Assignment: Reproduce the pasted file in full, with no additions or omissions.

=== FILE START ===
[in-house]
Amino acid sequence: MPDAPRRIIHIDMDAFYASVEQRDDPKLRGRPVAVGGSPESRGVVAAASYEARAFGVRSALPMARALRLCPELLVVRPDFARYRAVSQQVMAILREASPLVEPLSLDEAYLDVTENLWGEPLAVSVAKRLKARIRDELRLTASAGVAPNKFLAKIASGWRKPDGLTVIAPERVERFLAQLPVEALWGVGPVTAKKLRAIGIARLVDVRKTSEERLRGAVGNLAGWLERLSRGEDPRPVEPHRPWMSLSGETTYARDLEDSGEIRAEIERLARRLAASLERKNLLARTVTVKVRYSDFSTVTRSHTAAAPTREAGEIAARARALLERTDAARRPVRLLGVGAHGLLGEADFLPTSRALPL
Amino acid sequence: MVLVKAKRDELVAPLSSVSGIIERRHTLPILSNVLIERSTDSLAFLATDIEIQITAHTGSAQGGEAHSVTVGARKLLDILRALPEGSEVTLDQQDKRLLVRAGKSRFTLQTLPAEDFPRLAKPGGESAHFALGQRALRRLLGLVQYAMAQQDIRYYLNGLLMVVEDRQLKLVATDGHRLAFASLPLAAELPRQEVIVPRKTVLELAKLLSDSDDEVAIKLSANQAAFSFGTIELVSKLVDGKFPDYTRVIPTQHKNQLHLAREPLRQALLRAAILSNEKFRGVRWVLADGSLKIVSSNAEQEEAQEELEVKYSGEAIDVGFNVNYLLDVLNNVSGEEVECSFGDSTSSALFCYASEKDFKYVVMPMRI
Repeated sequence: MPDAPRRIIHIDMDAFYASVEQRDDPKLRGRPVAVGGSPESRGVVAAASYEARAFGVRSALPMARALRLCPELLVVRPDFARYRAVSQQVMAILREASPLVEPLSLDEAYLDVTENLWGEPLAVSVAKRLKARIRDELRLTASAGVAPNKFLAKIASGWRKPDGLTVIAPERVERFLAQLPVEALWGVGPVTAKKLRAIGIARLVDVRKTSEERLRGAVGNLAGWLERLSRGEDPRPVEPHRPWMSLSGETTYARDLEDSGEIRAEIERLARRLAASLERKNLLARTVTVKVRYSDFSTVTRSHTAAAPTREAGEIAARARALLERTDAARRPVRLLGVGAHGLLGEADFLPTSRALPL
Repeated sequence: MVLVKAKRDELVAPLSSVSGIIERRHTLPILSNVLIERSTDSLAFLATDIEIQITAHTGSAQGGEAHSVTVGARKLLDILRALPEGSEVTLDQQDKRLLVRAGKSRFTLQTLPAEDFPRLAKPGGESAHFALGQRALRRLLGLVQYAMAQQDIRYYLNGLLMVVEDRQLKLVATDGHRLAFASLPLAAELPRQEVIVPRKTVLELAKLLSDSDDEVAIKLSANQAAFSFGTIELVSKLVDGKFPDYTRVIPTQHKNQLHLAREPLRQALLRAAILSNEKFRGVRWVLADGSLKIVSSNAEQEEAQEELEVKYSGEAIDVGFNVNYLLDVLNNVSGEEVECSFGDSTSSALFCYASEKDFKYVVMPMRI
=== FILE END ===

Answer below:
[in-house]
Amino acid sequence: MPDAPRRIIHIDMDAFYASVEQRDDPKLRGRPVAVGGSPESRGVVAAASYEARAFGVRSALPMARALRLCPELLVVRPDFARYRAVSQQVMAILREASPLVEPLSLDEAYLDVTENLWGEPLAVSVAKRLKARIRDELRLTASAGVAPNKFLAKIASGWRKPDGLTVIAPERVERFLAQLPVEALWGVGPVTAKKLRAIGIARLVDVRKTSEERLRGAVGNLAGWLERLSRGEDPRPVEPHRPWMSLSGETTYARDLEDSGEIRAEIERLARRLAASLERKNLLARTVTVKVRYSDFSTVTRSHTAAAPTREAGEIAARARALLERTDAARRPVRLLGVGAHGLLGEADFLPTSRALPL
Amino acid sequence: MVLVKAKRDELVAPLSSVSGIIERRHTLPILSNVLIERSTDSLAFLATDIEIQITAHTGSAQGGEAHSVTVGARKLLDILRALPEGSEVTLDQQDKRLLVRAGKSRFTLQTLPAEDFPRLAKPGGESAHFALGQRALRRLLGLVQYAMAQQDIRYYLNGLLMVVEDRQLKLVATDGHRLAFASLPLAAELPRQEVIVPRKTVLELAKLLSDSDDEVAIKLSANQAAFSFGTIELVSKLVDGKFPDYTRVIPTQHKNQLHLAREPLRQALLRAAILSNEKFRGVRWVLADGSLKIVSSNAEQEEAQEELEVKYSGEAIDVGFNVNYLLDVLNNVSGEEVECSFGDSTSSALFCYASEKDFKYVVMPMRI
Repeated sequence: MPDAPRRIIHIDMDAFYASVEQRDDPKLRGRPVAVGGSPESRGVVAAASYEARAFGVRSALPMARALRLCPELLVVRPDFARYRAVSQQVMAILREASPLVEPLSLDEAYLDVTENLWGEPLAVSVAKRLKARIRDELRLTASAGVAPNKFLAKIASGWRKPDGLTVIAPERVERFLAQLPVEALWGVGPVTAKKLRAIGIARLVDVRKTSEERLRGAVGNLAGWLERLSRGEDPRPVEPHRPWMSLSGETTYARDLEDSGEIRAEIERLARRLAASLERKNLLARTVTVKVRYSDFSTVTRSHTAAAPTREAGEIAARARALLERTDAARRPVRLLGVGAHGLLGEADFLPTSRALPL
Repeated sequence: MVLVKAKRDELVAPLSSVSGIIERRHTLPILSNVLIERSTDSLAFLATDIEIQITAHTGSAQGGEAHSVTVGARKLLDILRALPEGSEVTLDQQDKRLLVRAGKSRFTLQTLPAEDFPRLAKPGGESAHFALGQRALRRLLGLVQYAMAQQDIRYYLNGLLMVVEDRQLKLVATDGHRLAFASLPLAAELPRQEVIVPRKTVLELAKLLSDSDDEVAIKLSANQAAFSFGTIELVSKLVDGKFPDYTRVIPTQHKNQLHLAREPLRQALLRAAILSNEKFRGVRWVLADGSLKIVSSNAEQEEAQEELEVKYSGEAIDVGFNVNYLLDVLNNVSGEEVECSFGDSTSSALFCYASEKDFKYVVMPMRI